Now I’m not one to go around recommending people actually pay for tickets, but when it happens, you need to know how to get the most miles no matter what airline you’re flying on. We’ve got another international mistake fare coming up, or perhaps you’re someone who has to fly for work… Whenever you pay for a flight there are multiple airlines you can credit the miles to.
The question is which is the best airline to credit miles to. Because now American Airlines, for example, doesn’t credit miles flown on all of their partners equally. It’s crazy because Cathay Pacific earns 0% miles, while most OneWorld partners would earn 100% AA miles. The difference here, is obviously huge.
To figure any of this stuff out however, you need to know what your fare basis code is.
What is a fare basis code, practically?
A fare basis code is the code assigned to your ticket which will distinguish a few things about it. (Basically it will tell the computer what is and isn’t allowed for this ticket.)
For example if you buy a first class ticket, it probably has the fare class code “F”. This “F” code loads your ticket with the F class allowances and stipulations. This is the code that will tell the computer how many bags you can check for free, what your cancellation fees will be, if any, etc.
Divisions of economy
Just like a hotel may have more room-types than you realize with “standard” or “garden view standard” or whatever, these tickets may have more fare types than you realize too.
For the most part, these “extra divisions” apply to economy classes. Business and First are usually just divided like that. A code for first (A or F), and a code for Business, (typically J or C, depending on the airline).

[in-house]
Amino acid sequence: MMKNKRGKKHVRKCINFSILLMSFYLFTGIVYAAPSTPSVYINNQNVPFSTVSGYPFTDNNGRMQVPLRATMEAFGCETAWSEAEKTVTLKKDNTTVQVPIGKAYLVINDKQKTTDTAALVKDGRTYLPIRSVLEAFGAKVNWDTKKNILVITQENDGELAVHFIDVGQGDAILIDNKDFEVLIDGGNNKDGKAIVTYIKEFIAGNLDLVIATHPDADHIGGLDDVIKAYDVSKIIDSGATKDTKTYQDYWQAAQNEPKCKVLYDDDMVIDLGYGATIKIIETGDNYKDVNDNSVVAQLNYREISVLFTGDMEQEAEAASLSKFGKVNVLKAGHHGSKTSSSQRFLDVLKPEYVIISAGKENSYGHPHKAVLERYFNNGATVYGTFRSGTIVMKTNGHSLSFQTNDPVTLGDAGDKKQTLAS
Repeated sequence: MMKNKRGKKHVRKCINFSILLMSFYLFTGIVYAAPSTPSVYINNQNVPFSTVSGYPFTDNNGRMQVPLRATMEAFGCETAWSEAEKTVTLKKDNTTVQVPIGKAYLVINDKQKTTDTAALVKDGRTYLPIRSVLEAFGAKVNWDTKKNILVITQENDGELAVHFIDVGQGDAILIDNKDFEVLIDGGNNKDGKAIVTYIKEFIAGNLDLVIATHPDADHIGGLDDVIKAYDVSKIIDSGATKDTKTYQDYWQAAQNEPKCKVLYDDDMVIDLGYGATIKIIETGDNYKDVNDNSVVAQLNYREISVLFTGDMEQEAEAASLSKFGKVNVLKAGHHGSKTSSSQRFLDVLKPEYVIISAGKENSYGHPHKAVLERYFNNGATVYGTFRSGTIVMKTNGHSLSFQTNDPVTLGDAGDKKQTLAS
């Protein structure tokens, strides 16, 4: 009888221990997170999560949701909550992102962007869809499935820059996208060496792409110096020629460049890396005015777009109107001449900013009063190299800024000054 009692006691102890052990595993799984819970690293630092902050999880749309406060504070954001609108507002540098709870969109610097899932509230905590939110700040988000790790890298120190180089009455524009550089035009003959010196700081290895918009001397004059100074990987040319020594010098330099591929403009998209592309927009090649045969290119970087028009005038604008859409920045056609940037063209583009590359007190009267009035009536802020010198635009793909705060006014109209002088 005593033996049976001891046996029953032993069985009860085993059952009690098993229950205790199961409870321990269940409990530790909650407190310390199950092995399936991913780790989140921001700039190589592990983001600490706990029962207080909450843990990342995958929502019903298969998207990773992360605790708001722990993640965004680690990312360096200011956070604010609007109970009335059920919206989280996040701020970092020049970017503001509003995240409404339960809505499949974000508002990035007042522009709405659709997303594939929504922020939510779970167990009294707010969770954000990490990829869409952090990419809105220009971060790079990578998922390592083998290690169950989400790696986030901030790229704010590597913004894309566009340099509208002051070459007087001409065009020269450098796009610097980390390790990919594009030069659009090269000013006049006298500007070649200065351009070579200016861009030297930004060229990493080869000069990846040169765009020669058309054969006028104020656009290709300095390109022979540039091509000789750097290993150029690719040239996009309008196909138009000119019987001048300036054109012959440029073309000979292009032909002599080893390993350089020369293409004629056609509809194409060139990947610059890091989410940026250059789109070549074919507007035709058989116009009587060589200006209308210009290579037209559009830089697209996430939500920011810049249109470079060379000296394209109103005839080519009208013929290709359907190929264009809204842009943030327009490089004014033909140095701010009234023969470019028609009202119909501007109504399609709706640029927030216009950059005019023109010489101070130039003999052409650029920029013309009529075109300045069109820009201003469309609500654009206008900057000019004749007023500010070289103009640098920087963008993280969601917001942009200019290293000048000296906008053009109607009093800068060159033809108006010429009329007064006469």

Economy is the one that’s less straight forward. For instance while you think you are choosing between economy, business, and first, you may actually be deciding between discount economy, regular economy, premium economy, business, and first. Lots of types of economy when you thought there was 1.
And each of these types will have its own code that indicates its specific allowances, rules, etc. For instance maybe the discount economy code will establish that you will earn a fraction of the miles for this flight.
In fact, when you do a Kayak search and filter your search for the cheapest results, the cheapest results are going to be some kind of discount economy. And thus, in one way or another, you won’t have the same allowances you would for regular economy.
How to find a flight’s class code?
Often times the fare class code is visible on your flight information when you’re purchasing your ticket. For instance the screenshot below shows where you might find it for a United flight. This is simply the ticket that showed up using United.com’s search engine.
Notice that the United Economy class code is “E” while the AeroGal Economy class code is “L”.
This class fare code isn’t always as clearly listed as that though. For example, if you are buying a flight on Expedia, you’ll have to click “Show flight details”.
When using Hipmunk to book a flight, you won’t really have an option to see further flight details until it redirects you to the site actually providing your ticket. Then, that website will likely have an option to show complete or advanced flight details.
And you can always use ITAMatrix to help you out. (Read more about how to use ITA Matrix here).
With ITA Matrix, you can find your specific flight and by clicking on the “Details” button all the way to the right, you can see extended details, including the fare class code.
Retroactively finding the fare class for a flight already booked
If you book a ticket online, many times your e-receipt will have the fare class code listed on your flight information, just like we saw in the examples above. Pretty straight-forward if you know to look for an “expand details” or “flight details” type button, or sometimes it’s just listed in parentheses next to the fare. Ex: Economy (R) or whatever.
But sometimes if you use some resources like Orbitz or Priceline or something, it can be harder to find. (Hat tip to this blog for putting the information online!)